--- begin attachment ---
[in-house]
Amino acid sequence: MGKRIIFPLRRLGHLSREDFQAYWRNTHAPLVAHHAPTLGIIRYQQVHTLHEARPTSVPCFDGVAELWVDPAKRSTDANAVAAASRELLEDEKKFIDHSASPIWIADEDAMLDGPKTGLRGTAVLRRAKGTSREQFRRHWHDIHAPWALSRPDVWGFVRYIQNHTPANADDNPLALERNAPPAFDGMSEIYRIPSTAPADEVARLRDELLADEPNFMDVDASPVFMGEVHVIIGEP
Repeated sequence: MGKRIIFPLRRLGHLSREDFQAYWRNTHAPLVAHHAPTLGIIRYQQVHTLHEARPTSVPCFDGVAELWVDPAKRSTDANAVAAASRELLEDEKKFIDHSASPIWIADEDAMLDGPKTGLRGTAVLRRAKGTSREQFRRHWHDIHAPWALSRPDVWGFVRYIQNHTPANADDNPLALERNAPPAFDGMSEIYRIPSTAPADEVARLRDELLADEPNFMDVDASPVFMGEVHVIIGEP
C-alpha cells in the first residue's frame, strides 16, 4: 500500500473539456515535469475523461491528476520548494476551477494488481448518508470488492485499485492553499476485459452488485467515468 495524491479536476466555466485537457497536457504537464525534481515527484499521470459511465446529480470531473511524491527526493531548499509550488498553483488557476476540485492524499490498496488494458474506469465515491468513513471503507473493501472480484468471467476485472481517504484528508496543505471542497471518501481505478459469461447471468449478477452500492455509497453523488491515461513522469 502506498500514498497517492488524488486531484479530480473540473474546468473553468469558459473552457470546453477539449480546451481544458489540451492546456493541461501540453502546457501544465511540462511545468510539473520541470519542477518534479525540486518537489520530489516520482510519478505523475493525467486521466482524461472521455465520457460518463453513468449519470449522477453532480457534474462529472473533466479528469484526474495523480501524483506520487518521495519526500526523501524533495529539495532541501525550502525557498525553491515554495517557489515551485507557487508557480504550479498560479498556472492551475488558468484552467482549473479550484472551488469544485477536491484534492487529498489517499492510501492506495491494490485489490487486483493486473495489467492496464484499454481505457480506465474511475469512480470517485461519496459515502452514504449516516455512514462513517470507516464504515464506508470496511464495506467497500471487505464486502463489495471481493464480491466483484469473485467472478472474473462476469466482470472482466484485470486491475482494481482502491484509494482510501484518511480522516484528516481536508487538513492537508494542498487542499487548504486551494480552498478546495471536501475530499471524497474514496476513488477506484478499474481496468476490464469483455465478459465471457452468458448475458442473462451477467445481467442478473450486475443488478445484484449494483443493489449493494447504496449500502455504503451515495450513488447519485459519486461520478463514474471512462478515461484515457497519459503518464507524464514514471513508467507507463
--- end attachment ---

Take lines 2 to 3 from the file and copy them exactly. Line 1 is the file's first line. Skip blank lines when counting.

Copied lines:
Amino acid sequence: MGKRIIFPLRRLGHLSREDFQAYWRNTHAPLVAHHAPTLGIIRYQQVHTLHEARPTSVPCFDGVAELWVDPAKRSTDANAVAAASRELLEDEKKFIDHSASPIWIADEDAMLDGPKTGLRGTAVLRRAKGTSREQFRRHWHDIHAPWALSRPDVWGFVRYIQNHTPANADDNPLALERNAPPAFDGMSEIYRIPSTAPADEVARLRDELLADEPNFMDVDASPVFMGEVHVIIGEP
Repeated sequence: MGKRIIFPLRRLGHLSREDFQAYWRNTHAPLVAHHAPTLGIIRYQQVHTLHEARPTSVPCFDGVAELWVDPAKRSTDANAVAAASRELLEDEKKFIDHSASPIWIADEDAMLDGPKTGLRGTAVLRRAKGTSREQFRRHWHDIHAPWALSRPDVWGFVRYIQNHTPANADDNPLALERNAPPAFDGMSEIYRIPSTAPADEVARLRDELLADEPNFMDVDASPVFMGEVHVIIGEP